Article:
Orange Espana, the Spanish arm of the international telecoms operator, will continue to offer top-level live soccer to its pay-television subscribers in the 2021-22 season after extending its content-sharing deal with telecoms giant Telefonica.

The two parties had been in negotiations to prolong the relationship, and a deal was announced yesterday, covering the Movistar Plus channels, which show matches from the domestic LaLiga and European club competitions, reported to be worth €300 million.

Orange has said it will continue to show nine of the 10 fixtures from each LaLiga matchday, all 11 games from each round of the second-tier Segunda Division, and action from the Uefa Champions League, Europa League, and new Europa Conference League.

The arrangement has been in place for the last few years, and Orange Espana’s chief executive Jean-François Fallacher, said the deal is worth a “similar" amount to last season.

Under rules intended to protect competition in the Spanish media market, Telefonica is obliged to share 50 per cent of its premium content, including sports and movie channels, with rival telecoms and over-the-top services.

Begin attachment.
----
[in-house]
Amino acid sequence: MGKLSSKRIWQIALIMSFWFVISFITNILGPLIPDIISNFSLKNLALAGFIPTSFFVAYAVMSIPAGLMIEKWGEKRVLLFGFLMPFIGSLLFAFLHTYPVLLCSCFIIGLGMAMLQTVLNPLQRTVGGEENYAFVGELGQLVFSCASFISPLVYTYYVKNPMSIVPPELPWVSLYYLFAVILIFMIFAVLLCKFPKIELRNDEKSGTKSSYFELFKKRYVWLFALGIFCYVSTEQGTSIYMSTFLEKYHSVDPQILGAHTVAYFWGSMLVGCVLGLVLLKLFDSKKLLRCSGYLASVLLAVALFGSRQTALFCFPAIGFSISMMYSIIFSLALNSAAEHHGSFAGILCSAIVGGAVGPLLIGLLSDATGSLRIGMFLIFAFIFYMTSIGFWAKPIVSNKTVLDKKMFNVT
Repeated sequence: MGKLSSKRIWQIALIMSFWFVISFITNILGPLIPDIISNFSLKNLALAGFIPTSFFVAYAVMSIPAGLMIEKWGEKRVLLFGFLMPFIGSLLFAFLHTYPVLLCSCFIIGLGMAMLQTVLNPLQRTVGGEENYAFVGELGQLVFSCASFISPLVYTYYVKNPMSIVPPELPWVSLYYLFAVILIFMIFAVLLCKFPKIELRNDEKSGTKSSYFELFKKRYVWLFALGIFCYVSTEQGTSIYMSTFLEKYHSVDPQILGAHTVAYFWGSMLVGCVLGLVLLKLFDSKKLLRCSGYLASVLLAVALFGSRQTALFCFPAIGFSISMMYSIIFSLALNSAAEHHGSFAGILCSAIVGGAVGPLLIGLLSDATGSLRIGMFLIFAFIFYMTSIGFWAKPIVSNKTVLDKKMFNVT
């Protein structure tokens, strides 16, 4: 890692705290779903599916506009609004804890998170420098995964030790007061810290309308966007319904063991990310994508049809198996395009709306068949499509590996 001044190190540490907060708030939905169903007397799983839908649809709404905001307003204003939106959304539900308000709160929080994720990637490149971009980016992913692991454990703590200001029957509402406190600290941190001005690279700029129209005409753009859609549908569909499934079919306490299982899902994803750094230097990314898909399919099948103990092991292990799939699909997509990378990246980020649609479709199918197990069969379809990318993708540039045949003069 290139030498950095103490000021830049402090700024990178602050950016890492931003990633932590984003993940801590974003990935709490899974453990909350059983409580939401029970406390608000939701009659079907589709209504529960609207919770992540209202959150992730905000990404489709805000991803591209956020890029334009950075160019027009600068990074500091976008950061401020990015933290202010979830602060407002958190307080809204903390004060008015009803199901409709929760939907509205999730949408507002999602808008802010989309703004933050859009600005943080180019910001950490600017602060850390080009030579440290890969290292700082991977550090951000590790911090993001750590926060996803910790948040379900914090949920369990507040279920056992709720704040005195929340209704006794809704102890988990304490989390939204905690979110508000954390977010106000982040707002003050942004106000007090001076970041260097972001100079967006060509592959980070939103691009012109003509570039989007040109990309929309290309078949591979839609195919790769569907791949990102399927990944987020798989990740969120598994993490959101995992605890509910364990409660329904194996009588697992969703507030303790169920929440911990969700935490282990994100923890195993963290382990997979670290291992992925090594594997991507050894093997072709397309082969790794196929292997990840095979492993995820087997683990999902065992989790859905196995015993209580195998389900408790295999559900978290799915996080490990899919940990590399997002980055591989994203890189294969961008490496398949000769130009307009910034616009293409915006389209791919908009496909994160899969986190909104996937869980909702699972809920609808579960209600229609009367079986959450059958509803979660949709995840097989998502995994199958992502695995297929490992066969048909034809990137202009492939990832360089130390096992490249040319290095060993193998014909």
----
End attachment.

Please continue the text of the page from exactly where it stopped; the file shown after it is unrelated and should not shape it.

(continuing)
Orange has been especially keen to renew this rights deal in recent years, after rival Vodafone Espana dropped out of offering the same content at the end of 2018 after deciding the cost was prohibitive.

Orange, as part of a soccer-focused discount, has now said it will be offering a €25-per-month discount – from 1 August – to subscribers who sign up to any of the service’s plans which involve soccer.

Telefonica holds extensive rights to both LaLiga and the Uefa club competitions, until the end of the 2021-22 and 2023-24 seasons respectively.

Telefonica, according to its own data, currently has over 8 million Spanish pay-TV subscribers, while media reports have said that Orange’s TV customer base stands at 725,000 subscribers.

In February this year, Orange called for a revision of the pricing for carrying channels that offer premium soccer, claiming that it is based on the wrong formula.

It called on the CNMC, the Spanish competition regulator, to review the conditions for carriage of the sport.

Fallacher said at that point: “I cannot deny that [the prices] are expensive, as in other countries. They are paid for based on pay-television subscribers and should be done based on those who have football.”